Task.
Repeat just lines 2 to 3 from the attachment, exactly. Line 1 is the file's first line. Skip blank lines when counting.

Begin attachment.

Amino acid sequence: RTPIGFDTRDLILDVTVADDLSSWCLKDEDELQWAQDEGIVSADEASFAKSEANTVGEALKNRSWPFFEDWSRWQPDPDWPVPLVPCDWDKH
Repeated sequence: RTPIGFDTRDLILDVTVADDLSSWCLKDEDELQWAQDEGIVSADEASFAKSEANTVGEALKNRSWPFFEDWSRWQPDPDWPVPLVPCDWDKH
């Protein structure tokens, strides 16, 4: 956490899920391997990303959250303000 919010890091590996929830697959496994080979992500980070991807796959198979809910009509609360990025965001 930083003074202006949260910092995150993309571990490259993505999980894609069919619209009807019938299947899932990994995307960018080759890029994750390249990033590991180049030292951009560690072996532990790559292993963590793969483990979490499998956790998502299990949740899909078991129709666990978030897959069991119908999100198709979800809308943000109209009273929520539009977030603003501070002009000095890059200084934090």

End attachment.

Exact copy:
Repeated sequence: RTPIGFDTRDLILDVTVADDLSSWCLKDEDELQWAQDEGIVSADEASFAKSEANTVGEALKNRSWPFFEDWSRWQPDPDWPVPLVPCDWDKH
């Protein structure tokens, strides 16, 4: 956490899920391997990303959250303000 919010890091590996929830697959496994080979992500980070991807796959198979809910009509609360990025965001 930083003074202006949260910092995150993309571990490259993505999980894609069919619209009807019938299947899932990994995307960018080759890029994750390249990033590991180049030292951009560690072996532990790559292993963590793969483990979490499998956790998502299990949740899909078991129709666990978030897959069991119908999100198709979800809308943000109209009273929520539009977030603003501070002009000095890059200084934090």